How we address emotions cultivates how children identify and respond to emotions. Your acceptance teaches your child that their emotional life is not dangerous and is not shameful, but rather is both universal and manageable.
Most people want to know what to say or do when emotions are high; however, some of the most teachable moments are outside of tantrums and meltdowns. There is much to learn in these moments for two reasons. Firstly, we are able to form a child’s mind to think of emotions in a more objective way when it isn’t about them specifically. Secondly, when we are emotional, it is more difficult to think clearly; when our emotions increase, our ability to reason decreases.
Here are some fundamentals about emotions that are important for children to know:
Everyone has them—there is no need to feel alone or ashamed!
Some of the most meaningful moments are those that may not be specific to the child himself/herself. When a child shares about a story about a friend at school, it can be helpful to ask what the other child may have been feeling. When they see a character in a movie that is scared, you may ask why that character is feeling scared. When you see a stranger crying at the park, you can brainstorm what might make them feel better. If children are familiar with the idea that their emotions are common, they won’t feel the need to hide it.
Emotions come and go—they don’t last forever, even though they may feel like it!
Sharing your own personal experience can be powerful because it shows children that adults have emotions too. Share a time where you felt like your emotions would never resolve, and what helped you feel better. Knowing that emotions don’t last forever can be a comforting thought to children. Help children understand their thoughts as a passing cloud, a train rolling by, or a leaf floating down a river. Acknowledge that they are present, and we will watch them move by.
Intensity varies—it is normal to feel a range from a little emotional to extremely emotional.
Knowing that you can feel “a little sad” or “extremely sad” will help children put words to their feelings. Children who know this will be able to validate their own feelings rather than feel that it’s silly to be sad “over nothing.” Children should understand that it is just as valid to be sad about losing a loved one as it is about a friend hurting your feelings. While one may feel more overwhelming, both are legitimate.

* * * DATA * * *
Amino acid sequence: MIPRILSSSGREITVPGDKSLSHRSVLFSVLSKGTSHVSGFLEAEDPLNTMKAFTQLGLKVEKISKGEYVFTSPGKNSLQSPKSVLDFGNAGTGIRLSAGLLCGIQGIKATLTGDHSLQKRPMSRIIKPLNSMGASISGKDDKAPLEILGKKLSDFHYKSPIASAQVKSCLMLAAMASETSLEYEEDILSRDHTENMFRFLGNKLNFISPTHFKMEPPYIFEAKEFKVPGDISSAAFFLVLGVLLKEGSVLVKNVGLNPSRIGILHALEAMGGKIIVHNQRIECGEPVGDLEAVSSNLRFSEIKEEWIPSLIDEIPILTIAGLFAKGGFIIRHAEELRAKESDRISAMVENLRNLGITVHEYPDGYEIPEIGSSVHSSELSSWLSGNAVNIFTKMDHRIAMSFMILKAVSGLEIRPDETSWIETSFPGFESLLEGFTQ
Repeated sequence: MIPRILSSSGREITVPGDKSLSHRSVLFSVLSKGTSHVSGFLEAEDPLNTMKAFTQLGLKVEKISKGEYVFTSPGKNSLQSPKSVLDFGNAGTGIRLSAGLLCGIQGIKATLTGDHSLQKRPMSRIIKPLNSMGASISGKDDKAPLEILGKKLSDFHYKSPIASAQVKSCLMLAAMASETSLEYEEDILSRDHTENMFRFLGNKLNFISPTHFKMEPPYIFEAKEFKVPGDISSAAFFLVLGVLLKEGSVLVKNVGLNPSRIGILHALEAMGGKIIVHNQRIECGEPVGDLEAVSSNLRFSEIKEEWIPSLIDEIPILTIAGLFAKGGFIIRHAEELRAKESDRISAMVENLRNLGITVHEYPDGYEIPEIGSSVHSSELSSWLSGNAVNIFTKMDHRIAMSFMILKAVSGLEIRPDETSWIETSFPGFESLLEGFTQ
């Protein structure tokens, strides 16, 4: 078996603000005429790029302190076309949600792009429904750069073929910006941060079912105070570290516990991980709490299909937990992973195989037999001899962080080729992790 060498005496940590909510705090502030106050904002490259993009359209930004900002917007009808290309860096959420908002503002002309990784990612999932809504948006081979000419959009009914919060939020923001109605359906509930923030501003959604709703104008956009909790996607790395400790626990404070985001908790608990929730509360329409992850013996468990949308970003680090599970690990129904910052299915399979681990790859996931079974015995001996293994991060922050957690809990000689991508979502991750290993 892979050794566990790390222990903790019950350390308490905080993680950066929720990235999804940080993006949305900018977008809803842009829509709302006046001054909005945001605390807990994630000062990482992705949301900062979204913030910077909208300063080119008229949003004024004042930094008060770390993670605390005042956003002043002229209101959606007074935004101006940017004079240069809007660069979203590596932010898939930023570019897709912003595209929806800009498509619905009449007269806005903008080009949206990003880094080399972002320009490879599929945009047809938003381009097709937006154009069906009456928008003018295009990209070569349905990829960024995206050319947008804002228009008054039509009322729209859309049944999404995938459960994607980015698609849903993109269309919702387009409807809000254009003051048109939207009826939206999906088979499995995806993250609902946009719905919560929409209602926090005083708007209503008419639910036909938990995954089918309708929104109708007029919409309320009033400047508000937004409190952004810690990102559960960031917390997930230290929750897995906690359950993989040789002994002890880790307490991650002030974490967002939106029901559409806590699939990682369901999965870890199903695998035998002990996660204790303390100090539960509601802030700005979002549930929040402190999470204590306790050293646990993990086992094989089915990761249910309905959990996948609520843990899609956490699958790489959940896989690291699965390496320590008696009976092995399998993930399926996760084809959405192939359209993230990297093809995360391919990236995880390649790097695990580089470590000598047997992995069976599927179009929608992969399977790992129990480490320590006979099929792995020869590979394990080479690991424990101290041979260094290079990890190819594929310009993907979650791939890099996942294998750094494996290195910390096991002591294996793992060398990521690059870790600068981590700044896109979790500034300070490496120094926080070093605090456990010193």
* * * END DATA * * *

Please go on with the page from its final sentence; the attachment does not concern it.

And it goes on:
Negativity is counterproductive—do not judge yourself for having emotions.
Acknowledge your emotions and be kind to yourself. Feeling ashamed of emotions will only add to and intensify them. Have you ever been angry with someone, and then started to feel guilty about being angry? That guilt most likely meant that you believed the anger was wrong or bad, leading you to feel angry AND beat yourself up about it! These feelings distract us from working through the issue and make us feel worse about ourselves in the process. When you understand that you’re not the only person who has ever felt this way, you feel more empowered to be productive in finding a solution. If we discourage emotion, it only continues to build. You must also be careful to not pressure yourself to always feel happy, as this can indirectly make other emotions negative.
Emotions are manageable—these are within your control.
It is common to be afraid of letting yourself feel anger or sadness. People are afraid of what they will do—hit someone, yell, or say something they’ll regret. Acknowledging your emotions, however, is different than indulging them and letting them take over.
Emotions are purposeful – they can give clues to something that may be going on that need our attention.
This may be an unmet need such as desire for attention or connection, unmet expectations, insecurities, worries, or misunderstandings. If we teach kids to acknowledge their feelings and be curious as to what is causing them, we are one step closer to helping them better manage emotions. Turning anger into an opportunity to resolve problems won’t happen if you ignore your emotions! Inner problems cannot be solved without self-awareness.
People with the healthiest relationships and emotional well being tend to be the ones who listen to their emotions, have self-compassion, understand what they need, and seek to resolve the underlying issue.
Now that we know how to talk about emotions and foster emotional intelligence and well being, next blog post we’ll discuss strategies on how to intervene when emotions are on high!
This is the second of a series of blog posts by Hannah Morrison. Hannah is a behavior therapist and former nanny who has presented at Stanford Park Nannies’ Nanny Up training series.
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